Rating:If there’s one thing Stephen King’s 1977 horror novel, The Shining, beat over our heads, it’s that ghosts from the past almost always come back. Jack Torrance’s personal demons joined forces with malevolent spirits during that fateful winter he spent caretaking the evil-infested Overlook Hotel. Overtaken by forces beyond his control, the alcoholic Jack burned up with the hotel that was his charge, but his wife and paranormally-gifted young son, Danny, survived and spent that book’s final pages lounging at a Maine resort with fellow shiner Dick Hallorann—who didn’t die as his Scatman Crothers-acted counterpart did in Kubrick’s iconic film adaptation (one King has famously said he hated). But after living through such metaphysical horror (including watching his father mangle his own face with a croquet mallet), you had to wonder what kind of life little Danny could possibly lead. Doctor Sleep tells us, and it starts off awfully bleak.
Ghosts come back early on, as the book opens in the aftermath of where The Shining left off. Danny is visited by the presence of that old crone Mrs. Massey, the decaying woman who once rose from the tub in Room 217 and curled dead fingers around his tender throat. Unlike your run of the mill ghost, she even leaves behind organic traces of slime and dead skin. Dick’s called in to teach Danny how to imprison Massey— and the other returning Overlook ghouls— in a mental lockbox presumably forever, and from there we flash forward to the dark days leading up to the inevitable “My name is Dan Torrance, and I’m an alcoholic.” As it turns out, when you have a preternatural ability to tap into other planes of existence, booze does a hell of a job of blunting that uncanny mental acuity. Also, heredity’s a bitch.
After Dan stumbles upon a job opportunity at tiny train-oriented theme park called Teenytown (the second amusement park in a 2013 King novel, after Joyland), his boss tough-loves him into sobriety through the help of AA. Years pass and Dan falls into the role of end-of-life liaison at a nearby hospice due to his supernatural talents at easing terminal patients onto the other side of the veil. It’s here that he earns the moniker “Doctor Sleep,” a fitting callback to the “doc” pet name favored, in his early years, by his parents. But this isn’t totally Dan’s story. Around the same time as his come-to-Jesus with his AA-sponsor boss, a special little girl named Abra is born, just shy of 9/11. Her inconsolable infant shrieks that have her frantically brought to the E.R. cease instantly when the second plane hits the tower. Lo and behold, she’s got far more shining than Dan ever did, and even in her inchoate years she’s able to perform telekinetic feats such as mentally hanging spoons on the kitchen ceiling during one of her first birthday parties. But this ability also makes her a target for hungry ghosts.
The antagonists in Doctor Sleep aren’t eternal party guests or twin girls who want to play forever and ever and ever. Instead, they’re actually a parasitic band of something like psychic vampires who call themselves the True Knot and manage to live for centuries by torturing and killing children who possess a touch of the shine then feasting on the mist that emanates from their pained final breaths. They call the stuff “steam” and their prey “steamheads” while referring to all other normal folk as “rubes.” They have ridiculous names like Rose the Hat, Crow Daddy and Barry the Chink. They hide in plain sight by tooling around the country in RVs in order to avoid drawing attention to their drastic regression in apparent age when they “take steam” (the essence of shining children serving as a fountain of youth for this brood), but they also make a kind of home base out of—you guessed it—the site of where the razed Overlook Hotel once stood. Naturally, to them, Abra is a mouthwatering mother lode and also an unprecedented threat.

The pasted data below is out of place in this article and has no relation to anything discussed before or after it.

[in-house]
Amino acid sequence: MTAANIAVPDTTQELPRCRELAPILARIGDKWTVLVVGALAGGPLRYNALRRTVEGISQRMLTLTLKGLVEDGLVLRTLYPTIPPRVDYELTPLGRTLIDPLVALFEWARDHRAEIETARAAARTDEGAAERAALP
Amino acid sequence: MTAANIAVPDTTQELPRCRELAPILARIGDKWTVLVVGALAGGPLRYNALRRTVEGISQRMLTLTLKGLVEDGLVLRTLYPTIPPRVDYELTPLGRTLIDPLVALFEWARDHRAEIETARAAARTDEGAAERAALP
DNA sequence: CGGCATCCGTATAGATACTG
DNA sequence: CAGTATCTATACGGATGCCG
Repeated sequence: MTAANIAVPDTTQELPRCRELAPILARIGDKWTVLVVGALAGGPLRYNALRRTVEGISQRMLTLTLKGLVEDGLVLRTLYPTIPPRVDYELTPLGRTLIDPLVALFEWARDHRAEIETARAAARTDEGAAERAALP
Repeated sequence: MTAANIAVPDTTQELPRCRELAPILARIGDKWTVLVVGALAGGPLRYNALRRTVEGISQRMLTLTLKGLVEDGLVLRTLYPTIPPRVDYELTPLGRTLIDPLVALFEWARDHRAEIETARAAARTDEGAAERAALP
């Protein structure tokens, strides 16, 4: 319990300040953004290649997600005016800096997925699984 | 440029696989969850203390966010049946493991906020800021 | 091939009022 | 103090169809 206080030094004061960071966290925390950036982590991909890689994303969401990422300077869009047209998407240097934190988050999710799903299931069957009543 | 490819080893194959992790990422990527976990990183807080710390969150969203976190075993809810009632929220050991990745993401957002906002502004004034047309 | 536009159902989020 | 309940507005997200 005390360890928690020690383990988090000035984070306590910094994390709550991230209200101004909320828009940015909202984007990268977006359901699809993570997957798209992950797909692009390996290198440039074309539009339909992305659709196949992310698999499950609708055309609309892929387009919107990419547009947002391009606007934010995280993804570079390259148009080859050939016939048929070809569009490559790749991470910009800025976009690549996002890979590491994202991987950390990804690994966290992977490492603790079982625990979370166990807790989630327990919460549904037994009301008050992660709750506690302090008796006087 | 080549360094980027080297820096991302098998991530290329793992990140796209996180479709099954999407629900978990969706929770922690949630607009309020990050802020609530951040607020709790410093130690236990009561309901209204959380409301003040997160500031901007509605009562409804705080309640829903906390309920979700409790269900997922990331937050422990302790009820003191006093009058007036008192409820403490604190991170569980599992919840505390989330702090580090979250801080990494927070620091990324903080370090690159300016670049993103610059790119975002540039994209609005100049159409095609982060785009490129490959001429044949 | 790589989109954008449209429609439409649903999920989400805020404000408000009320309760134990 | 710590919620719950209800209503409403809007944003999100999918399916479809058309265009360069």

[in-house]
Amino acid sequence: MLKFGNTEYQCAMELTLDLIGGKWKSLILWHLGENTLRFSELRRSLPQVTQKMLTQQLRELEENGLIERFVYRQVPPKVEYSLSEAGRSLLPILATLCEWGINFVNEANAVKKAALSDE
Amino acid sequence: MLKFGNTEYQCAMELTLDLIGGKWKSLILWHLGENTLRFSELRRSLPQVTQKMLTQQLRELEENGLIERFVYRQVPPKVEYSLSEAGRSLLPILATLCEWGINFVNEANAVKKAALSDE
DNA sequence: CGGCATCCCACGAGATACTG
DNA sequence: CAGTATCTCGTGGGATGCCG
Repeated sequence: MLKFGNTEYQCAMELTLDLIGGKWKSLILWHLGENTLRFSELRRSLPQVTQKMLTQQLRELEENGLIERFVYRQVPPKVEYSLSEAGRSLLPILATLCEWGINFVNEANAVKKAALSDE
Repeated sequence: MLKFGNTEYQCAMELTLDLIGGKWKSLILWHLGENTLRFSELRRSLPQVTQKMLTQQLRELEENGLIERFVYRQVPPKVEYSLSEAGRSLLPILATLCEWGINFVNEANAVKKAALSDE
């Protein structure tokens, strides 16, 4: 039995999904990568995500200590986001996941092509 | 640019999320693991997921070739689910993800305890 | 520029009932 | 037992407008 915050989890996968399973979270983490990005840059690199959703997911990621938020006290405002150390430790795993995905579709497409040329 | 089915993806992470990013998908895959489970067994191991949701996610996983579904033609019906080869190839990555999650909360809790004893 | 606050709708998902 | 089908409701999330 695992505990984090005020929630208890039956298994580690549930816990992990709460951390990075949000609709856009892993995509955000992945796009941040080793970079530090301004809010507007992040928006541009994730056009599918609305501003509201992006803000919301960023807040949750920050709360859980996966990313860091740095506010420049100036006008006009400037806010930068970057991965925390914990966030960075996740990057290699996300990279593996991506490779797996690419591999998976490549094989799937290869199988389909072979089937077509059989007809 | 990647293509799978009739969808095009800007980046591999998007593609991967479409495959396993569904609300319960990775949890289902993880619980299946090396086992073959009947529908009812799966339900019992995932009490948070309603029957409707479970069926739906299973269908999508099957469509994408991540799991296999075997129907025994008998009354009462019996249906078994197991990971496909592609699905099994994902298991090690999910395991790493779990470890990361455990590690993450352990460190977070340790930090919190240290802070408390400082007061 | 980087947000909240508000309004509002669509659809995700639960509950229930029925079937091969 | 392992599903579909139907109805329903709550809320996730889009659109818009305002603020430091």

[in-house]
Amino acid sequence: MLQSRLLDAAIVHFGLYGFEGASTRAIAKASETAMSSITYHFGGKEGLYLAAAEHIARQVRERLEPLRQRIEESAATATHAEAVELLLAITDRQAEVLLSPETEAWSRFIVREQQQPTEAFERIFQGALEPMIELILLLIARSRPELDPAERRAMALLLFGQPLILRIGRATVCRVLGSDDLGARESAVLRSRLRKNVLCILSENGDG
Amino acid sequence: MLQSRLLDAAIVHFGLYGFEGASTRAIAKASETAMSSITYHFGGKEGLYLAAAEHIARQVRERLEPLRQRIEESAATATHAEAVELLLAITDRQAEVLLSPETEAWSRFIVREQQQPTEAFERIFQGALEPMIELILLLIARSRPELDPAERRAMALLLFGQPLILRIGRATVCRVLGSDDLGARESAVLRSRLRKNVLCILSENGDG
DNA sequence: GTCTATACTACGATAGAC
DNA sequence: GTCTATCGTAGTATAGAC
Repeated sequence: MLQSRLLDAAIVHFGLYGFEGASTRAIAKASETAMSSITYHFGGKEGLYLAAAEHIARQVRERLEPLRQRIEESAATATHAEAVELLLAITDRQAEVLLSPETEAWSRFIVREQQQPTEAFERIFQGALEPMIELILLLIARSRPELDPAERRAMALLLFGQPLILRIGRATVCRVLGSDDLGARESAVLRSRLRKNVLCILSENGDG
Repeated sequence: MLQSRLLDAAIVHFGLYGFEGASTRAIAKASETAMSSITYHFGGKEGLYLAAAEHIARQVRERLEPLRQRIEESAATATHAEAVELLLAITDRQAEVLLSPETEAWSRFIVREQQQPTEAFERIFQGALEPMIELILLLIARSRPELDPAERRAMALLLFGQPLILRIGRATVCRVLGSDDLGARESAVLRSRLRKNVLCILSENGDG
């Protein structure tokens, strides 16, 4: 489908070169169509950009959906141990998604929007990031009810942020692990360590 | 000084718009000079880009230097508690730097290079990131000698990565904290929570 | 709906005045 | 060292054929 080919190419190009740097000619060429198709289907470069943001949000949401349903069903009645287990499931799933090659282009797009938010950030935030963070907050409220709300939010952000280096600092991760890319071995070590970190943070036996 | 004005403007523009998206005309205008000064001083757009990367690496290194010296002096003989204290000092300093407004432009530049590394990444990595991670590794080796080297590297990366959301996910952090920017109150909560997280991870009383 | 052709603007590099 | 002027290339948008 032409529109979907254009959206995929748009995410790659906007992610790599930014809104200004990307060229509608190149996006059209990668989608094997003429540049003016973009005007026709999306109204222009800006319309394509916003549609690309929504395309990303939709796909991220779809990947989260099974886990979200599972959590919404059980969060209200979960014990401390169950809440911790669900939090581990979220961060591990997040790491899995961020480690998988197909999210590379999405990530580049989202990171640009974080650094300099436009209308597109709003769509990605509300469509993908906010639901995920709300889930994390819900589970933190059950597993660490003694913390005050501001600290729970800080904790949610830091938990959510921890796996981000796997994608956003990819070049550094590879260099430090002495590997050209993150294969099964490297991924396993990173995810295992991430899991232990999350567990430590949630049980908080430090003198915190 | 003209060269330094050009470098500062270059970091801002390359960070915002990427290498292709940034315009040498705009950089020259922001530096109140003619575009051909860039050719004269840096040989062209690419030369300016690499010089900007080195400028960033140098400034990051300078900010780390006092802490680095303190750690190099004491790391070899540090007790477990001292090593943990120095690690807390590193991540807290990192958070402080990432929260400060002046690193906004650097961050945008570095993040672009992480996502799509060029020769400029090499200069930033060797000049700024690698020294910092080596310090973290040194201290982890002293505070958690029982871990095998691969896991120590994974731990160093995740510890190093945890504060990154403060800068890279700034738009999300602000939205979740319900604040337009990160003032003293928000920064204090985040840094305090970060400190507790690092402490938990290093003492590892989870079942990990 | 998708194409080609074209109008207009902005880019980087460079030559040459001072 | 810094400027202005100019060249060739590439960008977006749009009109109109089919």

King sets these saucers spinning in breathtaking fashion. He melds the vintage memories of Danny in the Overlook with a whole new cast of fleshed-out characters (even when they are more specter than human) and the story has instant forward momentum. Dan’s early internal struggles against his own alcoholism eventually morph into external conflict with the True Knot as they come for Abra, whom Dan has befriended through a psychic connection as only two steamheads can. As initially disorienting as it is to read about the 35-year old conceit of the shining while encountering myriad contemporary references to things like Firefox, Twilight, iPads, the deaths of Michael Jackson and Amy Winehouse, The Hunger Games, Dr. Phil, 9/11, Dean Koontz, the NSA, Harry Potter and Nancy Grace, it mostly works because the times have indeed changed from—as King describes it—a Georgia peanut farmer president to an ex-actor president to a cowboy president to a black president.
But King also over-explains often, and despite some incredibly ominous pieces to play with, he never puts Abra or Dan at the brink of any real peril. They more or less run circles around the True Knot simply because they shine brighter. And the book culminates in the revelation of too literal of connections, too-easy a final battle and the kind of maudlin loose-end tying-up that serves as the exact reverse of King’s onetime criticism of Kubrick that the famed director “thinks too much and feels too little.” Still, Doctor Sleep doesn’t disappoint in the page-turning department, and though it’s its own beast, a more fitting sequel to The Shining was unlikely anyway. There might not be much in the way of true scares, but there’s enough otherworldly playfulness at work to make the adult Dan anything but a dull boy.